The set of documents you should send with your application to this course comprises the following:
Your transcripts should give detailed information of the individual grades received in your university-level qualifications to date. You should only upload official documents issued by your institution and any transcript not in English should be accompanied by a certified translation.
More information about the transcript requirement is available in the Application Guide.
A CV/résumé is compulsory for all applications. Most applicants choose to submit a document of one to two pages highlighting their academic achievements and any relevant professional experience.
Statement of purpose/personal statement:
Up to three pages
Your statement should be written in English and explain your motivation for applying for the course at Oxford, your relevant experience and education, and the specific areas that interest you and/or you intend to specialise in. The overall page count should include any bibliography.
This will be assessed for:
- your reasons for applying, especially to Oxford
- evidence of motivation for and understanding of the proposed area of study
- commitment to the subject
- preliminary knowledge of research techniques
- capacity for sustained and intense work at a high intellectual level
- reasoning ability
- ability to absorb new ideas at a rapid pace.
Two essays of 2,000 words each
Academic essays or other writing samples from your most recent qualification, written in English, are required. Extracts of the requisite length from longer work are also permissible.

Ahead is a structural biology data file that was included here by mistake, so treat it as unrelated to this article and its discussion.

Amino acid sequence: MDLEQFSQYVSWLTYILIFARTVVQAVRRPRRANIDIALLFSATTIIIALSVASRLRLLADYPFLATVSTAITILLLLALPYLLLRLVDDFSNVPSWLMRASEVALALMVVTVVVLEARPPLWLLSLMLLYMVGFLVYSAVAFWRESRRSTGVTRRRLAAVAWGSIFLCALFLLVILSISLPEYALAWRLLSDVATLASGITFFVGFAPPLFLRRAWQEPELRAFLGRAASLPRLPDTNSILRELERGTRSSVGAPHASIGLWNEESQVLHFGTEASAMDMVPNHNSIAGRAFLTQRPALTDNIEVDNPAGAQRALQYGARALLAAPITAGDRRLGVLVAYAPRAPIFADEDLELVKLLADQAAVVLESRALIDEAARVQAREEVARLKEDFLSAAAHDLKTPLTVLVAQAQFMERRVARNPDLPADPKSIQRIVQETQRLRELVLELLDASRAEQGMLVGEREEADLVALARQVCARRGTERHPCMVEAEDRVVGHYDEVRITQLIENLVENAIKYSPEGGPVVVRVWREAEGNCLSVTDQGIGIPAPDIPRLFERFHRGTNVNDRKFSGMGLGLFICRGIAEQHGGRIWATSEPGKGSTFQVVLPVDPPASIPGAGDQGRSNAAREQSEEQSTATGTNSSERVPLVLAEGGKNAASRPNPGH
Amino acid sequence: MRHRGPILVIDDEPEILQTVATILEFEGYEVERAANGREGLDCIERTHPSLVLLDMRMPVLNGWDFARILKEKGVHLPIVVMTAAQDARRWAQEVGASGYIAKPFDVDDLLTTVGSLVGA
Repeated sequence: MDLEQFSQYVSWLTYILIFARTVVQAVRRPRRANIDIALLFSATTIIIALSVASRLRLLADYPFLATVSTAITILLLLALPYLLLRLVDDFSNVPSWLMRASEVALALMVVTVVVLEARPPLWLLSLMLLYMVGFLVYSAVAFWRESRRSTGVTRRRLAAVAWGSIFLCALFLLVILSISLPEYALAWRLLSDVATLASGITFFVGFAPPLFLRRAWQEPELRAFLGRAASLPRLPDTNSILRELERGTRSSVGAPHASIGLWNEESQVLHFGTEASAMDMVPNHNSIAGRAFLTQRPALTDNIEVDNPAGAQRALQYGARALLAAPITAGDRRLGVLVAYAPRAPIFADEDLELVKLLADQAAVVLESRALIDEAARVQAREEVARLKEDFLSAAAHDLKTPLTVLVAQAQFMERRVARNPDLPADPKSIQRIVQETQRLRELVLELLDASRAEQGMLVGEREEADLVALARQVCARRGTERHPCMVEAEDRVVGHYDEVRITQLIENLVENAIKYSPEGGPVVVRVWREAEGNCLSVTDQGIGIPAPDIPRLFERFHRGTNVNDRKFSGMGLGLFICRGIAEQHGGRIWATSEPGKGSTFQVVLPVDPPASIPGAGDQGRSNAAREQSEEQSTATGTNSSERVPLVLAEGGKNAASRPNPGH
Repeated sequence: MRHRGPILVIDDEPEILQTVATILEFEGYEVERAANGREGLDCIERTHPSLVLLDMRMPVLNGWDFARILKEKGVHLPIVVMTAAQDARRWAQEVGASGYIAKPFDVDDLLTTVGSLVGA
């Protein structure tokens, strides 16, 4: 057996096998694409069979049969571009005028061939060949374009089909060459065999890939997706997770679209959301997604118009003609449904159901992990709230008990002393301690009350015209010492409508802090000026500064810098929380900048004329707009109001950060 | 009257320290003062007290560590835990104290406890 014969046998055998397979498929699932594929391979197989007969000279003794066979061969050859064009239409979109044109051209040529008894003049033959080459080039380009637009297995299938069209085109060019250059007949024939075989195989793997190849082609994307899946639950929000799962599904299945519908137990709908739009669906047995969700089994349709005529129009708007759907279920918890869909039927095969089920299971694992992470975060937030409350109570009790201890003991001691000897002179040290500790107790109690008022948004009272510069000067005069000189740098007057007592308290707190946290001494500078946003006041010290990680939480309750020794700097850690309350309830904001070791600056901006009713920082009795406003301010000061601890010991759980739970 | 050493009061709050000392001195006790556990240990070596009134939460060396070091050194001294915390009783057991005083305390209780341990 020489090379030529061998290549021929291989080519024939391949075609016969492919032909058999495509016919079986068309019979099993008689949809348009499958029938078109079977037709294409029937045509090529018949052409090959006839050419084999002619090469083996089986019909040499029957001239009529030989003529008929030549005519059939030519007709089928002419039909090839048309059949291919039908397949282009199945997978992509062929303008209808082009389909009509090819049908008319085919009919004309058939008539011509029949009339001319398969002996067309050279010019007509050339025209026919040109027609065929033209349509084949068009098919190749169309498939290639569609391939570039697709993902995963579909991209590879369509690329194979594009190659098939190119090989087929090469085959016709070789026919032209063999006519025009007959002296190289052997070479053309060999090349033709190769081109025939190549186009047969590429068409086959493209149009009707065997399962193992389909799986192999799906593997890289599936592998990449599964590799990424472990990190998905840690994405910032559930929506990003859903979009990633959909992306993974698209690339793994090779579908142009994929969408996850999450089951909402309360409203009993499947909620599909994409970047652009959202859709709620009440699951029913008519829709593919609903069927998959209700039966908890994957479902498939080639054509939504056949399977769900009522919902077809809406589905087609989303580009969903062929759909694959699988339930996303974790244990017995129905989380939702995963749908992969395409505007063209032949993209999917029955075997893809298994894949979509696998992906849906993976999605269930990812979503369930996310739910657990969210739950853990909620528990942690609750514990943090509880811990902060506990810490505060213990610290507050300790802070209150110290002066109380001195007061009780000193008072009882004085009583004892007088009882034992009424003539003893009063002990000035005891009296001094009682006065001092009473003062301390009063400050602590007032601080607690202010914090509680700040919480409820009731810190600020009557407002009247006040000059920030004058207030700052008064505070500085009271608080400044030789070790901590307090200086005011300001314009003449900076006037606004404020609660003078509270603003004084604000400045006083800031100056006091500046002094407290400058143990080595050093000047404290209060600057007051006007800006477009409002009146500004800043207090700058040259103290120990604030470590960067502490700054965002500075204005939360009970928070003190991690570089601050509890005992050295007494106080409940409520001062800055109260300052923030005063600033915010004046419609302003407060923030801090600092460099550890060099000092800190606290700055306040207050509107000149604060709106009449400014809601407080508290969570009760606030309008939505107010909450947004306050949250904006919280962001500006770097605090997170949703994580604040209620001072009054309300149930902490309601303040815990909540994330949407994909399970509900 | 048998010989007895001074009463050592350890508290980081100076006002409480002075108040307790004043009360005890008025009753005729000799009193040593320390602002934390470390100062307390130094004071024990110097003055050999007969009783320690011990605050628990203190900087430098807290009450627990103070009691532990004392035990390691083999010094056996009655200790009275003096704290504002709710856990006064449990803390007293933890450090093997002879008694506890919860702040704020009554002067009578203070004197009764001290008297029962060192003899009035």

The word count does not need to include any bibliography or brief footnotes.
This will be assessed for:
- comprehensive understanding of the subject area
- understanding of problems in the area
- ability to construct and defend an argument
- powers of analysis
- powers of expression
- clarity and accuracy of thought and writing
- conceptual sophistication
- critical skill
- control of relevant primary and secondary sources
- presentation of material in the appropriate scholarly form.
It is helpful if written work relates closely to the proposed area of study, though it is not compulsory, as there are many things that the assessors look for in the written work which are not specific to the subject area, such as ability to construct and defend an argument and presentation of material in the appropriate scholarly form.
References/letters of recommendation:
Three overall, generally academic
Whilst you must register three referees, the department may start the assessment of your application if two of the three references are submitted by the course deadline and your application is otherwise complete. Please note that you may still be required to ensure your third referee supplies a reference for consideration.
Whilst it is appreciated that obtaining academic references will be difficult for some candidates, academic references are requested because it is necessary to establish whether a candidate is intellectually prepared for a course. It is unlikely that this is something that can be established from a professional or personal reference, so you should only submit such references if there is absolutely no alternative.
Your references will support intellectual ability, academic achievement, motivation, and fitness for chosen course of study.